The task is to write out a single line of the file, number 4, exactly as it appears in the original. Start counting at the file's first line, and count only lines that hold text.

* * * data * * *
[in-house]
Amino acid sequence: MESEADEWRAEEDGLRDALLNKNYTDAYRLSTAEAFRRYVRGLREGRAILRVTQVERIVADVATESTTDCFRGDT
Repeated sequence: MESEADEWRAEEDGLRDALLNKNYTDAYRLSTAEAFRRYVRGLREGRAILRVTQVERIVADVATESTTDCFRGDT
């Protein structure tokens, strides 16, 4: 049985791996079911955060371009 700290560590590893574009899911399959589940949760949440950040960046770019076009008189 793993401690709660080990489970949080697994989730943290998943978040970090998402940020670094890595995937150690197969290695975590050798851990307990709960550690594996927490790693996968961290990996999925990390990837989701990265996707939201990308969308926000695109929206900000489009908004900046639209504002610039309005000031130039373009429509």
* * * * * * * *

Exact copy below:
């Protein structure tokens, strides 16, 4: 049985791996079911955060371009 700290560590590893574009899911399959589940949760949440950040960046770019076009008189 793993401690709660080990489970949080697994989730943290998943978040970090998402940020670094890595995937150690197969290695975590050798851990307990709960550690594996927490790693996968961290990996999925990390990837989701990265996707939201990308969308926000695109929206900000489009908004900046639209504002610039309005000031130039373009429509």